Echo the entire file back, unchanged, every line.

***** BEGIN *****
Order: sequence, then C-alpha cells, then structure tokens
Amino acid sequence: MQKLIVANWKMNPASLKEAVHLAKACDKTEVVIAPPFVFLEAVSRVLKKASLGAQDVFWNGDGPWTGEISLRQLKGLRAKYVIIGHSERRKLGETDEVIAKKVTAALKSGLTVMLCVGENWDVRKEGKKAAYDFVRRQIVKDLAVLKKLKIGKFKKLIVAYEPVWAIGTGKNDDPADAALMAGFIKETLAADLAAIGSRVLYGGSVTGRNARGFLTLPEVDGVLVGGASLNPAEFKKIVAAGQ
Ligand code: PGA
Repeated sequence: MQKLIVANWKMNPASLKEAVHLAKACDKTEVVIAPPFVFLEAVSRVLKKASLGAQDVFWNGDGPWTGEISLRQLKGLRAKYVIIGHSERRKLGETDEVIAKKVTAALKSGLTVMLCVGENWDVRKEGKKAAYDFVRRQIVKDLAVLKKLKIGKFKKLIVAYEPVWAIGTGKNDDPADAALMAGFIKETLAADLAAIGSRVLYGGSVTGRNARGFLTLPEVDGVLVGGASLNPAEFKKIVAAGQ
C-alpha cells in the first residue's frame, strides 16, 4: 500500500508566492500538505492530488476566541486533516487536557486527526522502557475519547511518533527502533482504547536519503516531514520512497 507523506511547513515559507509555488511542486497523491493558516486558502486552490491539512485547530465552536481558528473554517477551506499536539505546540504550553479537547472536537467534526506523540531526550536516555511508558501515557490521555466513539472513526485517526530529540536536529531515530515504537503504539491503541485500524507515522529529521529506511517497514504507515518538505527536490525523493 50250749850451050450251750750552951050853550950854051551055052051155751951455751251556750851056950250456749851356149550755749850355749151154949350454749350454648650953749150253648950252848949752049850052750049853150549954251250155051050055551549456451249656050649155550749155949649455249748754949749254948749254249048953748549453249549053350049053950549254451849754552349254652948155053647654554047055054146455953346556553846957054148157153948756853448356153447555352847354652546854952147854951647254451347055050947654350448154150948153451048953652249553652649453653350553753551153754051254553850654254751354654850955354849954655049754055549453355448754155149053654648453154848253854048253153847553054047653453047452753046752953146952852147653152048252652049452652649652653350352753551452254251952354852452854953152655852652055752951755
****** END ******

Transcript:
Order: sequence, then C-alpha cells, then structure tokens
Amino acid sequence: MQKLIVANWKMNPASLKEAVHLAKACDKTEVVIAPPFVFLEAVSRVLKKASLGAQDVFWNGDGPWTGEISLRQLKGLRAKYVIIGHSERRKLGETDEVIAKKVTAALKSGLTVMLCVGENWDVRKEGKKAAYDFVRRQIVKDLAVLKKLKIGKFKKLIVAYEPVWAIGTGKNDDPADAALMAGFIKETLAADLAAIGSRVLYGGSVTGRNARGFLTLPEVDGVLVGGASLNPAEFKKIVAAGQ
Ligand code: PGA
Repeated sequence: MQKLIVANWKMNPASLKEAVHLAKACDKTEVVIAPPFVFLEAVSRVLKKASLGAQDVFWNGDGPWTGEISLRQLKGLRAKYVIIGHSERRKLGETDEVIAKKVTAALKSGLTVMLCVGENWDVRKEGKKAAYDFVRRQIVKDLAVLKKLKIGKFKKLIVAYEPVWAIGTGKNDDPADAALMAGFIKETLAADLAAIGSRVLYGGSVTGRNARGFLTLPEVDGVLVGGASLNPAEFKKIVAAGQ
C-alpha cells in the first residue's frame, strides 16, 4: 500500500508566492500538505492530488476566541486533516487536557486527526522502557475519547511518533527502533482504547536519503516531514520512497 507523506511547513515559507509555488511542486497523491493558516486558502486552490491539512485547530465552536481558528473554517477551506499536539505546540504550553479537547472536537467534526506523540531526550536516555511508558501515557490521555466513539472513526485517526530529540536536529531515530515504537503504539491503541485500524507515522529529521529506511517497514504507515518538505527536490525523493 50250749850451050450251750750552951050853550950854051551055052051155751951455751251556750851056950250456749851356149550755749850355749151154949350454749350454648650953749150253648950252848949752049850052750049853150549954251250155051050055551549456451249656050649155550749155949649455249748754949749254948749254249048953748549453249549053350049053950549254451849754552349254652948155053647654554047055054146455953346556553846957054148157153948756853448356153447555352847354652546854952147854951647254451347055050947654350448154150948153451048953652249553652649453653350553753551153754051254553850654254751354654850955354849954655049754055549453355448754155149053654648453154848253854048253153847553054047653453047452753046752953146952852147653152048252652049452652649652653350352753551452254251952354852452854953152655852652055752951755